As our day ended and we headed back eastward and home, our journey couldn’t simply end there… and somewhere ‘tween Greensboro and Liberty, sumthin’ happened to Jody’s truck… smoke was fly’n out the tail end like an oven full of burnt biscuits…so as we’re so good at doing, swerved OFF the highway onto a side road, jumped out of the truck and scurried up the hill (till we heard a fierce barking dog). Possible Exploding Truck Fire?… or dog bite in the rumpus… tough decision! We thought for sure the truck was on fire… and at this writing I’m not sure what it ’twas… but we met the kindest locals on the side of that road in the THREE HOURS we spent there… SO typical of fellow North Carolinians… and this story just wouldn’t be complete without thanking these strangers…

First, Highway Patrol Officer Pike, whose family owns the farm up the road where the annual Liberty Antique Sales are held… and who hung with us (and our diesel splattering there to the left) until he had to tear off and chase a drunk driver somebody was tailing down that road… and who also managed to move the truck out of the middle of the road (since after we jumped out and made our get-away, it wouldn’t crank again)…. then, this fellow in the bright green shirt who works for the Town of Liberty, (name unknown) whose daughter came by right after our “incident” happened and sent him to help us… and some time (a lotta time) later…  Mr. Tow Truck Driver there with me… a most welcomed sight, second only to Jody’s hubby Mike arriving from an hour and a half away in Erwin to take us Biscuit Queens homeward bound!  And never one far away from cookbooks… Jody managed to snap a shot of me…during our ‘detour’ home… “ditchside,” reviewing cookbooks for the “Carolina Cooking” features section for the beautimous Our State Magazine where I do food styling and recipe development… with hundreds of books to review to make just the right selections  this gal NEVER leaves home with out a sack o’ cookbooks!  ‘Cause I was a Girl Scout…always prepared!!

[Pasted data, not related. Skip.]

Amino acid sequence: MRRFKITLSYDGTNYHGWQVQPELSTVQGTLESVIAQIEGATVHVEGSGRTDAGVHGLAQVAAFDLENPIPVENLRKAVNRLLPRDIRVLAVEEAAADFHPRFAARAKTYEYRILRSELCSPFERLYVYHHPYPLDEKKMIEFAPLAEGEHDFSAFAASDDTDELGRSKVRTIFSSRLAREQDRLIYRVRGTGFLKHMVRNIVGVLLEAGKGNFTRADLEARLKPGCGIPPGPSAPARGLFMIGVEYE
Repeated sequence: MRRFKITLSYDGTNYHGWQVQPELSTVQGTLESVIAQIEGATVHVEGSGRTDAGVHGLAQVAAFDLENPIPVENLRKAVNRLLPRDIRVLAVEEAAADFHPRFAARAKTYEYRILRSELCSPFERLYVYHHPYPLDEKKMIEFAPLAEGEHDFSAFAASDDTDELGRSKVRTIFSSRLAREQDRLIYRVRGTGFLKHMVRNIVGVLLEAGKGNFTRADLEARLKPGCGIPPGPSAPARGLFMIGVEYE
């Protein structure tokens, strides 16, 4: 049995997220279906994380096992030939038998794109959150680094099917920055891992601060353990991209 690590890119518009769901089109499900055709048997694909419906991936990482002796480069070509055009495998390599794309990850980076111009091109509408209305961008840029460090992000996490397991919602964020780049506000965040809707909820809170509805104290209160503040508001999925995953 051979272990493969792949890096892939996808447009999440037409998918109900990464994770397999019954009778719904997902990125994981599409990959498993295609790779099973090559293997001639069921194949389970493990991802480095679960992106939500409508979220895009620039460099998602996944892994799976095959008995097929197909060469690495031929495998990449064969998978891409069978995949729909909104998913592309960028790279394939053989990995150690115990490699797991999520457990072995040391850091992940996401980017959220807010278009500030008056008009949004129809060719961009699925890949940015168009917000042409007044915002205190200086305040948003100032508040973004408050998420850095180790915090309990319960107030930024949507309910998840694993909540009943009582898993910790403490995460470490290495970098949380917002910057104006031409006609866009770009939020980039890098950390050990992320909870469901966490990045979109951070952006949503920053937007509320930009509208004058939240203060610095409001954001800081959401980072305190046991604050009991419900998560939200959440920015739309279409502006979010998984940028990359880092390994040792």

Reflections… Winning this contest is such an honor I will forever cherish and is a ‘culinary feather in my cap’ I feel so blessed to have… but with such a wondermous product as Midstate Mill’s Biscuit Mix (just one of their many great goodies), anybody, and I mean ANYbody can make biscuits… fast as you can open a can and bang it on the counter before your oven is pre-heated! Go get yourself some today and see what fun biscuits you can stir up… and while you’re at it, find a kiddo and let them help!

This product is PERFECT for getting little ones involved in the kitchen… and it’s high time we all do that…
teach a child to cook and show them what REAL food is all about!